Before I got into the business of digital archiving, I admit I was one of those who compartmentalized history into two groups: There was the history we learned in school – famous names, dates, important battles – and then there was your personal history – where you came from, who your ancestors were, what you ate for lunch last week…
But soon after I began working with people’s personal histories, it immediately became apparent that there is no divide. All history is personal.
Today, a client hired me to digitize a dozen audio cassettes. They all contain the interviews she had with her mother, a Hungarian immigrant. Hours upon hours of personal recollection recorded on audio tape of what her life was like. And the client put a bit of a rush on it because she is soon flying off to meet with the offspring of the people that saved her mother and entire family from the Holocaust. The audio tapes contain a first hand narrative from someone who was there. And she thought the family who saved her family might like to hear it.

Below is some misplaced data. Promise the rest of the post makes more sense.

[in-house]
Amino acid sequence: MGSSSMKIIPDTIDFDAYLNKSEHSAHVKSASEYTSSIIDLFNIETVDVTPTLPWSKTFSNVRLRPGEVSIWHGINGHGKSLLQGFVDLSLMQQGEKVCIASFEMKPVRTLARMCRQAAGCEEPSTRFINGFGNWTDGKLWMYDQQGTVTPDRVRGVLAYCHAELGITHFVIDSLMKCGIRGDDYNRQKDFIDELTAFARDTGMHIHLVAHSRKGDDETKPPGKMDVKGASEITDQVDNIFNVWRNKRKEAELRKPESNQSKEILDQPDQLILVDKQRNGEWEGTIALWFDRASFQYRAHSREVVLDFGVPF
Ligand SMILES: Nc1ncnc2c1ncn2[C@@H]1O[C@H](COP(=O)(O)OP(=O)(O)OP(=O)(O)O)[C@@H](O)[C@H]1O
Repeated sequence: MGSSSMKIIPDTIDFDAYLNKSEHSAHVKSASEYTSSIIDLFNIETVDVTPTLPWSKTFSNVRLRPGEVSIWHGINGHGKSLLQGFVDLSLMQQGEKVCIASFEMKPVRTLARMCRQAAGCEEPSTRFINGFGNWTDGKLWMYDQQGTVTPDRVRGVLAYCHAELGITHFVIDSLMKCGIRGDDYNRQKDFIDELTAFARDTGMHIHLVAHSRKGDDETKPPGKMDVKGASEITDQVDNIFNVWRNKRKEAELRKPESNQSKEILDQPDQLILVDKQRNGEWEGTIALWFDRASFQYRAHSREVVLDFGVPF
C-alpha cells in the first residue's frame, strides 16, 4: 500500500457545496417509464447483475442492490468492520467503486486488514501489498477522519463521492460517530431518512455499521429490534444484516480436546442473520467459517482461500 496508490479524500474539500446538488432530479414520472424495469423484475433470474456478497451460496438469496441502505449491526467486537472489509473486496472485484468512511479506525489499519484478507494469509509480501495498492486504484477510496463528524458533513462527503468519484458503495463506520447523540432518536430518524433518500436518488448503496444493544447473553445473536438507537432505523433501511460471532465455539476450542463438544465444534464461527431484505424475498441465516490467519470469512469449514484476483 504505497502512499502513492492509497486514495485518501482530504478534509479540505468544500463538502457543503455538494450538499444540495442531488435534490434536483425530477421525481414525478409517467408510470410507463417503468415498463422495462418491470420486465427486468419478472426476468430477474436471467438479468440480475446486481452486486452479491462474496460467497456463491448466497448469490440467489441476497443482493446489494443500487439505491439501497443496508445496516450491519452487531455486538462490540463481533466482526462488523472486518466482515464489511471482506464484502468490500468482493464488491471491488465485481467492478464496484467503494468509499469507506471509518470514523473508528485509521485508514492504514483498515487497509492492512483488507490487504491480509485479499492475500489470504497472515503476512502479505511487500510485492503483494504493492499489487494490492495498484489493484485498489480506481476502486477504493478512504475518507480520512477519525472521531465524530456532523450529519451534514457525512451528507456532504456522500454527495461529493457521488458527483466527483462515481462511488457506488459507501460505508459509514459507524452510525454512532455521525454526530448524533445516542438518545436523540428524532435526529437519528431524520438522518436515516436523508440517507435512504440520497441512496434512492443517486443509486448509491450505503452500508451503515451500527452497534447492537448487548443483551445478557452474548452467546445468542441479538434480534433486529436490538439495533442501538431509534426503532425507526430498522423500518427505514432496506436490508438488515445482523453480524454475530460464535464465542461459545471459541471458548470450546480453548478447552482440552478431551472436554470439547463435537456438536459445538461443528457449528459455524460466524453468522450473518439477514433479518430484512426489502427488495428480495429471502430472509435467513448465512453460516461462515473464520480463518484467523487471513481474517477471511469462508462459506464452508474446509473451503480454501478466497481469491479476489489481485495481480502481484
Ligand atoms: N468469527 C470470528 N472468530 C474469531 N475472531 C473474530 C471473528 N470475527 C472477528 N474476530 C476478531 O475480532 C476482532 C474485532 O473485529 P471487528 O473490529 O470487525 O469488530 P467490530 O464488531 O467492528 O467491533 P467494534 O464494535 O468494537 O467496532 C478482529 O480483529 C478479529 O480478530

Personal History and World History cross paths. And they do so more often than we recognize.
Never discount the experiences you have lived through. They may be the history tomorrow’s children study.
Michael Ondrasik and Home Video Studio specialize in the preservation of family memories. For more information, call 352-735-8550 or visit www.homevideostudio.com/mtd.